My advice is that you should challenge your potential and existing customers. And it's not a piece of very bold advice. After all, one saying in business is that the customer is always right. So does it make sense to challenge the person you are trying to do business with?
Sometimes, yes. But you need to do it the right way – if you do it the wrong way, you'll damage your and your company's reputation and credibility. You don't want to be a 'yes-man' because that's not valuable to your customers as a potential seller. But you also don't want to come across as rude.
I think you should want to challenge your potential and existing customers because you want to be seen as a knowledgeable partner. But it's impossible to be that partner if you rubber stamp everything they say and never challenge their assumptions – because, then, you aren't helping your customers grow. But it's essential to do it the right way.
I have listed three pieces of advice for you to stay credible when you challenge your potential and existing customers:
It starts here. Just like you shouldn't trust financial advice from someone who knows nothing about finance, to challenge your buyers, you need to know the industry, the market and the company you are selling into.
What does this mean, in a practical sense? First, it means reading as much as you can and staying on top of trends. It means learning from your customers, particularly the ones seeing success.
It's unlikely you will be an expert on your first day selling into an industry or market, meaning it's difficult to challenge your potential customers on your first day. It takes time. The more you learn about the industry and the market you're selling into, the more you can challenge your potential customers effectively.
Building on that, no matter how well you know the industry and the market, you need to know your potential customer and company equally well. That requires robust discovery, where you clearly understand your potential customer's current state, what matters to them, and what they are trying to achieve.
Customers won't respond well if you challenge them before understanding them – even if your point is valid. So instead, first fully grasp their unique situation before jumping in with suggestions.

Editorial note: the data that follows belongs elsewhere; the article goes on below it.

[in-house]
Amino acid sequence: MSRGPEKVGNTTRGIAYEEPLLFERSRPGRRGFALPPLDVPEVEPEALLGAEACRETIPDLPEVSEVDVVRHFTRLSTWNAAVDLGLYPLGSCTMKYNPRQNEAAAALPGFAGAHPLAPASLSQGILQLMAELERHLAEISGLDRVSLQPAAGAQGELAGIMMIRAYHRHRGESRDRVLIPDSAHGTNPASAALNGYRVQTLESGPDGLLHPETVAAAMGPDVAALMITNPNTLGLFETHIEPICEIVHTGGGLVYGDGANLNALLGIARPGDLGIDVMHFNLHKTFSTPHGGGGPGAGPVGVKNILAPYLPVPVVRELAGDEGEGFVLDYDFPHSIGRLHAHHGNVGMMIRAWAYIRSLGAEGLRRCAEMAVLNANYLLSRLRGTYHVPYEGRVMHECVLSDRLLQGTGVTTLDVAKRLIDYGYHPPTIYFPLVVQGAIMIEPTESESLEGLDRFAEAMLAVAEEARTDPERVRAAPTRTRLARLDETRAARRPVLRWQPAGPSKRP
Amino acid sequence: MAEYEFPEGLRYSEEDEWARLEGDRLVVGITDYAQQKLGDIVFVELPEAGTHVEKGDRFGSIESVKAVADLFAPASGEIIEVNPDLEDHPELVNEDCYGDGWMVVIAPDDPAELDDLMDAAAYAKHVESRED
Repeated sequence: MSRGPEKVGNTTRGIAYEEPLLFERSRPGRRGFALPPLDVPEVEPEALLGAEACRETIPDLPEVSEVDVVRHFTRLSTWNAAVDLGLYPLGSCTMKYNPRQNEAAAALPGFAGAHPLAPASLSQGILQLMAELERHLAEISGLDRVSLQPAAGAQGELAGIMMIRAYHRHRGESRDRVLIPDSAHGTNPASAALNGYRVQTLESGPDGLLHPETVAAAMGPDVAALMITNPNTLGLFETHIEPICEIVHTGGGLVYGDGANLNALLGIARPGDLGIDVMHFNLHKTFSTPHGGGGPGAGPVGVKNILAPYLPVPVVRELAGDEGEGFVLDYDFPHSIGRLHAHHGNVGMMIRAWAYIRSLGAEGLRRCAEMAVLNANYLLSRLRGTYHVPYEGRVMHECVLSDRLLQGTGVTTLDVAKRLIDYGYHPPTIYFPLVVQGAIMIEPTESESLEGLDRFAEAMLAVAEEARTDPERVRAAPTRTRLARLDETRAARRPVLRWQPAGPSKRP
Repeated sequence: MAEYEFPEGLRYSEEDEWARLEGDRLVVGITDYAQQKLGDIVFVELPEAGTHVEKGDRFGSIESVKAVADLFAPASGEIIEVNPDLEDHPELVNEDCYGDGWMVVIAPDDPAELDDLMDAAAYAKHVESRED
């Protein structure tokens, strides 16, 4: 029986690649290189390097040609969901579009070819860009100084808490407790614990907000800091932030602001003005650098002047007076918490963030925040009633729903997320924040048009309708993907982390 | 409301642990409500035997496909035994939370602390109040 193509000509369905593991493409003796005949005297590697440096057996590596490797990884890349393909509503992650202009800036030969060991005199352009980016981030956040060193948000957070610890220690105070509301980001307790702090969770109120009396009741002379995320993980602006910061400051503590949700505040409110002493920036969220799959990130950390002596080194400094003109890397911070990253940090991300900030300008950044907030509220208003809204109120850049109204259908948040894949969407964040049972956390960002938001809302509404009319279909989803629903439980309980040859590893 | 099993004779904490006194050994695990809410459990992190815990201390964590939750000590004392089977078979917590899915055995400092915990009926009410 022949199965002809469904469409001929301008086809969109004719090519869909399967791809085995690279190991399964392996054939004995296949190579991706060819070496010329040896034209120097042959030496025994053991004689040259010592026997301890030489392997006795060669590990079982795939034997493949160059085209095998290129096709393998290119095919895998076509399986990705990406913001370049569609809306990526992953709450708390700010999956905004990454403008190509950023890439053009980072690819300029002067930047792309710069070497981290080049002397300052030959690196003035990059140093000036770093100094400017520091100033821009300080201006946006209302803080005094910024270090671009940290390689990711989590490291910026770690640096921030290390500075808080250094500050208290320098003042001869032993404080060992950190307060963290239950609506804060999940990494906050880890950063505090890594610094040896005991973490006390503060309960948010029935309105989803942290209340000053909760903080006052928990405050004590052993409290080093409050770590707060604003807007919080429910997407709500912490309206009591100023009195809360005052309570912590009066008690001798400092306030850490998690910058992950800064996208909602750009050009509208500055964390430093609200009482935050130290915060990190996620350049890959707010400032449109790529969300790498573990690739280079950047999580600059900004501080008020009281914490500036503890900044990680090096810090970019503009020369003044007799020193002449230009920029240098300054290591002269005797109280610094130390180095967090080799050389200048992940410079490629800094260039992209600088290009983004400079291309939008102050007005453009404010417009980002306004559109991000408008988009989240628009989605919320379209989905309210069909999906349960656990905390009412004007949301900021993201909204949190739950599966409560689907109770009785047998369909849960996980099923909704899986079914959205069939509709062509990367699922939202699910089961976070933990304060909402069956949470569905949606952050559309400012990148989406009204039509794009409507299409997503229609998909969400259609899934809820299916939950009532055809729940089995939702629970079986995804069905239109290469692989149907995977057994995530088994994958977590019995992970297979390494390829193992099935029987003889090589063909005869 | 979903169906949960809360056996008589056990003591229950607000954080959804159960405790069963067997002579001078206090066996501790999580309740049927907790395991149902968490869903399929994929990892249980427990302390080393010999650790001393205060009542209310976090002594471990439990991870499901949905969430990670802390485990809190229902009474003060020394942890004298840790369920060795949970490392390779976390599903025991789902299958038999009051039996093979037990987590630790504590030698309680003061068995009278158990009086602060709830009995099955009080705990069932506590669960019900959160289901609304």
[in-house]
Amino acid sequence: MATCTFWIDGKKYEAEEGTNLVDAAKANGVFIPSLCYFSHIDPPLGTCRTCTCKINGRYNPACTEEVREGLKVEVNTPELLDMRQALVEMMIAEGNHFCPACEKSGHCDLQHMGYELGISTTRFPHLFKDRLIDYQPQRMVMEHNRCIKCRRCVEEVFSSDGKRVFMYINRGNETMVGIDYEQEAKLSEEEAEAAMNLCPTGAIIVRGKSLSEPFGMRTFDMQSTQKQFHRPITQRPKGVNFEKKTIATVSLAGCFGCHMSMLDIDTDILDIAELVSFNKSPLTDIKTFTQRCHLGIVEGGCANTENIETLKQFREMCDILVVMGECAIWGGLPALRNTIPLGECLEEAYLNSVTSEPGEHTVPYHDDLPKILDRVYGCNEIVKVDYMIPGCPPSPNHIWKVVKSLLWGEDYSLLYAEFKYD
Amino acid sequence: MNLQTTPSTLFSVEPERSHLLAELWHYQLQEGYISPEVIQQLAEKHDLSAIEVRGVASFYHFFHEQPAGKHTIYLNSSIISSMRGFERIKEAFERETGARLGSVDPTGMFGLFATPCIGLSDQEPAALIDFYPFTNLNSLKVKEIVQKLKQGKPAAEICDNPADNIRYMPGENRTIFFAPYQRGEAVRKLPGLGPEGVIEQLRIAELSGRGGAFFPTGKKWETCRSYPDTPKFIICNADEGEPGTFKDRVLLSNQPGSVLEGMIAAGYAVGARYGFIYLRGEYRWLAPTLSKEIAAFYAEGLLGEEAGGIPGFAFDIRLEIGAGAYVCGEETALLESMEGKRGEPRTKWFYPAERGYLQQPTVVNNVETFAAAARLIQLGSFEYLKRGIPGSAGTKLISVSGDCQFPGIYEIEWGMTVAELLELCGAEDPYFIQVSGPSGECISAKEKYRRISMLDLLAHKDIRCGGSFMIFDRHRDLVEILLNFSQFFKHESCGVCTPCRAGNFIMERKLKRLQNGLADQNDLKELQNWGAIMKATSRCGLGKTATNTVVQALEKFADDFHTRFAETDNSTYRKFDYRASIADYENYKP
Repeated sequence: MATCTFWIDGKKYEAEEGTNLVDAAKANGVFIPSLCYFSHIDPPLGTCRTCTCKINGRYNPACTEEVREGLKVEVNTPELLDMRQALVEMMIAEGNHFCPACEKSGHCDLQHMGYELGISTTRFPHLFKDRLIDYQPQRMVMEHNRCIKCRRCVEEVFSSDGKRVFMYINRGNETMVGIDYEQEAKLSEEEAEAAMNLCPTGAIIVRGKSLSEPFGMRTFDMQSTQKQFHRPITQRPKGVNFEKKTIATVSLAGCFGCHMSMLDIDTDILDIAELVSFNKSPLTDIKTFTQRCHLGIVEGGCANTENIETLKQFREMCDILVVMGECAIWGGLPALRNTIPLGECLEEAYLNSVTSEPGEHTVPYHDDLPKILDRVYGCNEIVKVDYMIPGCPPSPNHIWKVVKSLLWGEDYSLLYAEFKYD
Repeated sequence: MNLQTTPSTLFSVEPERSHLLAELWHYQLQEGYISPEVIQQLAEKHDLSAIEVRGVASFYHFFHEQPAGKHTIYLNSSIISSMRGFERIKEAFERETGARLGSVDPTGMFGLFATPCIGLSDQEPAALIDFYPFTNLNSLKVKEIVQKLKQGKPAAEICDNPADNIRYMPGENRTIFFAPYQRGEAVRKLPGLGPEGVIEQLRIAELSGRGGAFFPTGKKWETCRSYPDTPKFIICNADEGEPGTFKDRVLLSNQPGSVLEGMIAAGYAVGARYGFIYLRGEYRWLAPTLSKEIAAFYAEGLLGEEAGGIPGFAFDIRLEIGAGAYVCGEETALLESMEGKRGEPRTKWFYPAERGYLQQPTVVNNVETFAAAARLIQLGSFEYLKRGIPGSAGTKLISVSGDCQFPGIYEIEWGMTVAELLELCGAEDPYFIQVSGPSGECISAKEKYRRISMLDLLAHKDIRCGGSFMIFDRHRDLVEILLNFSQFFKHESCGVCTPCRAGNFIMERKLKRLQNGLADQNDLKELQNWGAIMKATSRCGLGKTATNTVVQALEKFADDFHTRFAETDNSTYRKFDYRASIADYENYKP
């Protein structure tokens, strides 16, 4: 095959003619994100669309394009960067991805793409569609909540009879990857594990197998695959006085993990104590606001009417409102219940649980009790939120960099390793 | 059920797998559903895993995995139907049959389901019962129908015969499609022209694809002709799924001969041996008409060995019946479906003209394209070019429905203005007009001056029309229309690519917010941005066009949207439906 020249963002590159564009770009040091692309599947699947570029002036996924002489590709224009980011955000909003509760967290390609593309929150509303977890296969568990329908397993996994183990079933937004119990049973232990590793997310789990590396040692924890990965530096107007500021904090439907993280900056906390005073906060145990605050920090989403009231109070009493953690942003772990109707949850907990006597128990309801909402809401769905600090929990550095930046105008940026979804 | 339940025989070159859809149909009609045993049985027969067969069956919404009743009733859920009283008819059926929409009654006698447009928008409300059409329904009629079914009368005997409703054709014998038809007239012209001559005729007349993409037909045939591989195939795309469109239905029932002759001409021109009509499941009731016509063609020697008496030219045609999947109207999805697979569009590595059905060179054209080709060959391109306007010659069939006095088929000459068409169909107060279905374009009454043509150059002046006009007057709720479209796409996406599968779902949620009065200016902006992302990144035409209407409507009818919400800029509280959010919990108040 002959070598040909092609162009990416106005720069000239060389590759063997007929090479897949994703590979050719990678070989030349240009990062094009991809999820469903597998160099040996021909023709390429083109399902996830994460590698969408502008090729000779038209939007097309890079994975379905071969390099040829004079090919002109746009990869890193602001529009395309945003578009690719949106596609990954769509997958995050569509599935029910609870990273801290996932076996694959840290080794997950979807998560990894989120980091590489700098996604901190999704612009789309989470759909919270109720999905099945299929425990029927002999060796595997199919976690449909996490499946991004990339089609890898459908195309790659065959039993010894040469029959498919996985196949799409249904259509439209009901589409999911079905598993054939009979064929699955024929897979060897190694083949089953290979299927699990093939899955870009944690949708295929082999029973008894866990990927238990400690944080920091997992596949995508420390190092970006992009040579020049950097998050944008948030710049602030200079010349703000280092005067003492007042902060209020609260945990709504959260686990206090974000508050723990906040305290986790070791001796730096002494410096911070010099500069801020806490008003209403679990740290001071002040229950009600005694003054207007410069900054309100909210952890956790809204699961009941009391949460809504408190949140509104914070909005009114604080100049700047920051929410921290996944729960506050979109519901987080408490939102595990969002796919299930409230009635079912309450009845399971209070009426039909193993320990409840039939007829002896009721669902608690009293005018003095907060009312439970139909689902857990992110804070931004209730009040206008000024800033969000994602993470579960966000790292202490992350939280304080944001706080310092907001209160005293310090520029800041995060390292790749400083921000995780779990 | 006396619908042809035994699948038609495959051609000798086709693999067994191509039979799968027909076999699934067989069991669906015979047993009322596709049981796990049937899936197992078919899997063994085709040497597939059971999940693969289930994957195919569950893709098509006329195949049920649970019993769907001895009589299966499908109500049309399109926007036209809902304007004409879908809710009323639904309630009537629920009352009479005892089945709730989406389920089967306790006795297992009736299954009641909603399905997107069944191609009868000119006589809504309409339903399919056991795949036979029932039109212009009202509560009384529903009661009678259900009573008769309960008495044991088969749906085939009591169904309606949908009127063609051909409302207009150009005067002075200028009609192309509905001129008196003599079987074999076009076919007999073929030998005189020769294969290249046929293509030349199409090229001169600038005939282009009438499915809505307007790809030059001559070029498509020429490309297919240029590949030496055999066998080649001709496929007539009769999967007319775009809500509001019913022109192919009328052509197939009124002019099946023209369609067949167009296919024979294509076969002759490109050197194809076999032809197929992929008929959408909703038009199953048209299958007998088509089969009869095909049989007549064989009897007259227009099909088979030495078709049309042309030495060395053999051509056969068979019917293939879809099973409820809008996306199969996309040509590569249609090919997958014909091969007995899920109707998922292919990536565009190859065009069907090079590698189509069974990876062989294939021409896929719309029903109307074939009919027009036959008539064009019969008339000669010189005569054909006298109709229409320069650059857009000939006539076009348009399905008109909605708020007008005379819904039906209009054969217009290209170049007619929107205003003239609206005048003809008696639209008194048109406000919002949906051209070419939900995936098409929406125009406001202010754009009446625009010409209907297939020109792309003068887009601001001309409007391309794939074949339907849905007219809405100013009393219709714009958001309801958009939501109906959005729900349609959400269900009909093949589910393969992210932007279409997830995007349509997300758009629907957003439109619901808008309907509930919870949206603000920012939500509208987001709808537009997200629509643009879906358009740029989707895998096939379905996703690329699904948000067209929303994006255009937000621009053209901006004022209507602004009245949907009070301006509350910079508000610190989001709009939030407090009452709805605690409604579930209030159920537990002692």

Even if you know the industry, the market and your contact person, the intention of your challenge matters. For example, if you are just critical of your potential or existing customer to improve your standing or ego, it won't go well.
Instead, your challenge needs to come from a good place. And it needs to go to a better outcome. Remember - a better result doesn't always mean they purchase your product, solution or service.
Some people want to be a decision-maker. But they don't put in the effort of learning how to be a great decision-maker - so even if they get promoted to that role, they won't be ready for it.
In the same way, you need to earn the right to challenge your potential customers. That starts with doing your homework about the industry and the market you are selling into. But it's equally important to understand your customers and their needs, challenges and desired goals.
And, even then, if they are doing something worth challenging, you need to go about it respectfully and constructively. But, again, this leads to you serving your customer instead of your ego.
Challenges can benefit everyone, but only when these challenges or conversations are based on knowledge, a trusting relationship, and mutual respect. Don't be afraid to ask those questions that push boundaries when respectfully challenging an assumption that your contact has made, or to bring a new insight that might conflict with their existing point of view.
My bottom line – challenging effectively can make you a better businessperson, as it'll help you build trust with your customer. The key is to challenge with credibility, and you must know what to do with the answers and reactions to your challenges.
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